Linguistic and educational aspirations under a colonial system
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Linguistic and educational aspirations under a colonial system a study of Sanskrit education during the British rule in India by Narinder Kumar Sharma

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Published by Concept Pub. Co. in Delhi .
Written in English

Subjects:

Places:

  • India,
  • India.

Subjects:

  • Sanskrit philology -- Study and teaching -- India.,
  • Education -- India -- History.,
  • India -- History -- British occupation, 1765-1947.

Book details:

Edition Notes

StatementNarinder Kumar Sharma.
Classifications
LC ClassificationsPK412.I5 S5 1976
The Physical Object
Paginationxiii, 242 p. ;
Number of Pages242
ID Numbers
Open LibraryOL4527344M
LC Control Number76904533

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It is well known that colonial rule and the new educational system it had introduced established the dominance of English in this region and led to the growth of an English-speaking elite. It should be emphasized, however, that the same colonial education also encouraged this Indian elite to develop an increasingly strong interest in their own Cited by: 1. forces such as globalization. One of the main battlegrounds is the education system. Generally founded during the colonial period, it was conceived on European colonial models and, to date, continues to implement to a greater or a lesser degree many of the colonial linguistic and. Following a foreword, On the Possibilities of a Post-postcolonial Language Education by Angel Lin and Peter Martin, this book is divided into the following 11 chapters: (1) From a Critical. communities (, p) as well as putting pressure on an over-loaded education system in terms of demand for English as an Additional Language (NCCA, ). Linguistic Diversity and Language Policy Linguistic diversity in the educational arena can only be maintained and achieved in the context of appropriate educational language policy.

A Government Dominated Educational System in the North In the educational field, Northern Sudan was treated differently from other regions across British Africa. In colonial territories such as the Gold Coast or East Africa, British authorities adopted a laissez-faire philosophy, allowing educational matters to be taken up by Christian missions.   The colonial education system was created for the new settler governments. The few Africans who became educated in these systems were primarily to aid white settlers which is why most became clerks and so forth in supporting roles. Yet, we still use the same education systems that oppressed us to educate a free people. History of African. Language is a means of education in that it is the primary medium of communication between students and teachers and between students and textbooks. Language is an object of education because it is the material out of which texts are woven, and because language itself is the object of study in writ-ing and speaking courses.   1. Introduction. Education of indigenous communities under colonial rule has always been a contentious issue. To begin with, a comparison between the British and French educational and language policies toward indigenous communities in their respective colonies will provide perceptive insights to the topic under discussion.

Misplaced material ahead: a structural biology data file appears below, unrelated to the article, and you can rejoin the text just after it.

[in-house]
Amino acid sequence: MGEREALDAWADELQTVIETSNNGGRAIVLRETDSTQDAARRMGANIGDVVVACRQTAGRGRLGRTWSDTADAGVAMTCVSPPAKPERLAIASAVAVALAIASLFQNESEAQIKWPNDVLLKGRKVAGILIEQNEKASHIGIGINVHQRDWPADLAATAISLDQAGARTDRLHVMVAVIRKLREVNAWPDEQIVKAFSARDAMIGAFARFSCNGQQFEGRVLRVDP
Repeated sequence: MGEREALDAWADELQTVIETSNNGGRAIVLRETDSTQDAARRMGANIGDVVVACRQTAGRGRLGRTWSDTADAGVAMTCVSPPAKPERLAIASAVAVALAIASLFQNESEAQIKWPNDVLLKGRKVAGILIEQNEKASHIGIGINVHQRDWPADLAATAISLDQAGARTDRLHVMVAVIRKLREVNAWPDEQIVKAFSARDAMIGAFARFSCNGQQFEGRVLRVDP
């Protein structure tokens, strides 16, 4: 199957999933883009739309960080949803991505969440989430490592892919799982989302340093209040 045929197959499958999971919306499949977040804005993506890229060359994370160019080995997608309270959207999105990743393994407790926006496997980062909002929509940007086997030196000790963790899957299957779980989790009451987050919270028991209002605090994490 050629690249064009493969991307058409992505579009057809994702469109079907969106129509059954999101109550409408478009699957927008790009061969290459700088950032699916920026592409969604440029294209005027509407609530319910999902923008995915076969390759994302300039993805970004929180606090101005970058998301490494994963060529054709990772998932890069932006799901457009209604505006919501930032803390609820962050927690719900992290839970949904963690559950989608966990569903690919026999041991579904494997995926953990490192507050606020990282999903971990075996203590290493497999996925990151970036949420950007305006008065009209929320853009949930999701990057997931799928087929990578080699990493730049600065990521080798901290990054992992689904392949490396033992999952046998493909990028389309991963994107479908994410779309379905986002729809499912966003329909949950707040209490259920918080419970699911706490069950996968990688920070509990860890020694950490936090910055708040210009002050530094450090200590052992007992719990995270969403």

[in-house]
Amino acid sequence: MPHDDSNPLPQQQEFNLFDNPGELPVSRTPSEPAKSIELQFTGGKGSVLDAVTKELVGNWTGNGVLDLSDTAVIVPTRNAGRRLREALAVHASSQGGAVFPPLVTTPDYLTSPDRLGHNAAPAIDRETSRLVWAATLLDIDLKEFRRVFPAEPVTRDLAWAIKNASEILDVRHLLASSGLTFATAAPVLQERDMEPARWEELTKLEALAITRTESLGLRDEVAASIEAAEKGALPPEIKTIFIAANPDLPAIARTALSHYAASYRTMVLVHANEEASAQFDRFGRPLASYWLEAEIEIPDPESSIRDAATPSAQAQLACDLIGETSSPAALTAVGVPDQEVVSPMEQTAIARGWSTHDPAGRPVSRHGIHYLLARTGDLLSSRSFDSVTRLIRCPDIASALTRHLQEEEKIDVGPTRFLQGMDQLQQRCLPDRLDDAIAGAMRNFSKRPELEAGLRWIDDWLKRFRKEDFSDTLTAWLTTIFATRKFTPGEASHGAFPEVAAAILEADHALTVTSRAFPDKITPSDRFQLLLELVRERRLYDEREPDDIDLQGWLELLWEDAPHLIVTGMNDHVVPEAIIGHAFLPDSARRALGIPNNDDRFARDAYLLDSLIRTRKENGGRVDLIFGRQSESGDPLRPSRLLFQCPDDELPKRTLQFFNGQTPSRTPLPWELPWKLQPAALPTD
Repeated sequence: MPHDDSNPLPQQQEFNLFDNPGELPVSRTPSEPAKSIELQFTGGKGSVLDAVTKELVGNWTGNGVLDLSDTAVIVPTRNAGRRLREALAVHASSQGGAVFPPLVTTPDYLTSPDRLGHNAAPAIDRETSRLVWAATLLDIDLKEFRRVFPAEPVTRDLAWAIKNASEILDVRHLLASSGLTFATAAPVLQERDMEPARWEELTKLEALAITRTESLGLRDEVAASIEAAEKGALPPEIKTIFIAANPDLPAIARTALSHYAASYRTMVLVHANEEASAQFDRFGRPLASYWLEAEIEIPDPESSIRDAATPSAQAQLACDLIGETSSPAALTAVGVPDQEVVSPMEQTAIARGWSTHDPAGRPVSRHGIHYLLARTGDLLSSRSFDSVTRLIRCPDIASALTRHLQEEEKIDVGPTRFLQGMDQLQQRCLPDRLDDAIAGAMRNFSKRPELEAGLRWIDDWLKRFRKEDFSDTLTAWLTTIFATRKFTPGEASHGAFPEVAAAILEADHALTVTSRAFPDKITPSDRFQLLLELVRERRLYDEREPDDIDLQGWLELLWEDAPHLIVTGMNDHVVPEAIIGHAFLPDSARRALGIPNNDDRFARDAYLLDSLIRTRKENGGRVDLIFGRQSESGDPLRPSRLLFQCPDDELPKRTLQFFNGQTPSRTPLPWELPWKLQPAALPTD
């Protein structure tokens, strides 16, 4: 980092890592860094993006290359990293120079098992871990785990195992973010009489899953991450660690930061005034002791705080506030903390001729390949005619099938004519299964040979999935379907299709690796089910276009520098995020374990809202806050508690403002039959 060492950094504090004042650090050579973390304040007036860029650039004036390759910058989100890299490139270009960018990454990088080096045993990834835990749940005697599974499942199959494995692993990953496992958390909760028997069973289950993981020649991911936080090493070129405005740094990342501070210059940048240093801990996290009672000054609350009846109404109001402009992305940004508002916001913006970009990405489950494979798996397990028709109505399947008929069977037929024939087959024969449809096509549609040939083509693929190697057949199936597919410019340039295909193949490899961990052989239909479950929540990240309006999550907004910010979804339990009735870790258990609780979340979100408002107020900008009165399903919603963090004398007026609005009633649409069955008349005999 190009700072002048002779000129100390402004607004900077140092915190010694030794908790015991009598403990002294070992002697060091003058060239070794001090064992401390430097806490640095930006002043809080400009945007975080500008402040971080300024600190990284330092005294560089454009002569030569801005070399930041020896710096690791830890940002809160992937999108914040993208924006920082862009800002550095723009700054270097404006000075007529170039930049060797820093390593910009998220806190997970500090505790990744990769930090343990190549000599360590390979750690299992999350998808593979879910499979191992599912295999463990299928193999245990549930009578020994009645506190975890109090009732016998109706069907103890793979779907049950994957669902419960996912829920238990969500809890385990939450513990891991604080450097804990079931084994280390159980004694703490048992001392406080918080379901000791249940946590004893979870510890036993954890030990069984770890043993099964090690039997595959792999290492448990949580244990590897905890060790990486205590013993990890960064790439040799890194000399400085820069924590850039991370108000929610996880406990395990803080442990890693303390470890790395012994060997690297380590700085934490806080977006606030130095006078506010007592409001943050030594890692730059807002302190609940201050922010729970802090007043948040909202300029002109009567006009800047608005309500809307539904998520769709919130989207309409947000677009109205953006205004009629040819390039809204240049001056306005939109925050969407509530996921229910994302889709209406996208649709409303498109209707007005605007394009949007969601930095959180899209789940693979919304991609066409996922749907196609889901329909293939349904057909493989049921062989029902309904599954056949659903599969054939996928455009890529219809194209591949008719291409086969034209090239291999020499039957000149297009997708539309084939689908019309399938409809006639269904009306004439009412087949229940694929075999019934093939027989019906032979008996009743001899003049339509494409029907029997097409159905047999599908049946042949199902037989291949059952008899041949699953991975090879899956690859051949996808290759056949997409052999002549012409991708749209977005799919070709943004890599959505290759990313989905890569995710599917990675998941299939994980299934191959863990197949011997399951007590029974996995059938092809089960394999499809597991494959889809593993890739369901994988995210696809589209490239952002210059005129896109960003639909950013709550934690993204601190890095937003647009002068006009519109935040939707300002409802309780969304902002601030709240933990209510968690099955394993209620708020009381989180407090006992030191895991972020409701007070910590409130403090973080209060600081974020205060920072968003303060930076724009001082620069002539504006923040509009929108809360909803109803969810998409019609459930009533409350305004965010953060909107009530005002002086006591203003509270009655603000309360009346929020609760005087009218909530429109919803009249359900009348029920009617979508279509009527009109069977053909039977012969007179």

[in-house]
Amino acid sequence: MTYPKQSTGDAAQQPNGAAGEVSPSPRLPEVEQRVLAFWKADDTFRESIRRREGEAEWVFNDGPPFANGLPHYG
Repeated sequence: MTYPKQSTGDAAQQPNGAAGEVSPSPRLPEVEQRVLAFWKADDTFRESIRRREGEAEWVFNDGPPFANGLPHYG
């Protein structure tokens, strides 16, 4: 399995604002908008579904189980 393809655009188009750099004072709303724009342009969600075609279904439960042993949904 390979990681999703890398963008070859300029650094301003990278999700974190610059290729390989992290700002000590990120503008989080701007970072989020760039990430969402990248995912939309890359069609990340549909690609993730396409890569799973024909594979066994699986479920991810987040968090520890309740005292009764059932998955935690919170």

Drawing on both original texts and critical literature, Linguistics in a Colonial World surveys the methods, meanings, and uses of early linguistic projects around the world. Explores how early endeavours in linguistics were used to aid in overcoming practical and ideological difficulties of colonial . The Journal of Educational Thought, Vol. 14, No. 3, December BOOKS Education and Colonialism Philip G. Altbach and Gail P. Kelly, Education and Colonialism. New York: Longman, Pp. viii, Education and Colonialism is a symposium of articles dealing with the educational experiences of some. Franklin, too, testified to the efficiency of the colonial educational system. According to Franklin, the North American libraries alone “have improved the general conversation of Americans, made the common tradesmen and farmers as intelligent as most gentlemen from other countries, and perhaps have contributed in some degree to the stand so. Hungwe () analyses issues concerning the language policy of Zimbabwe's education system since the establishment of formal education during the colonial period. Wiseman Magwa, a prominent.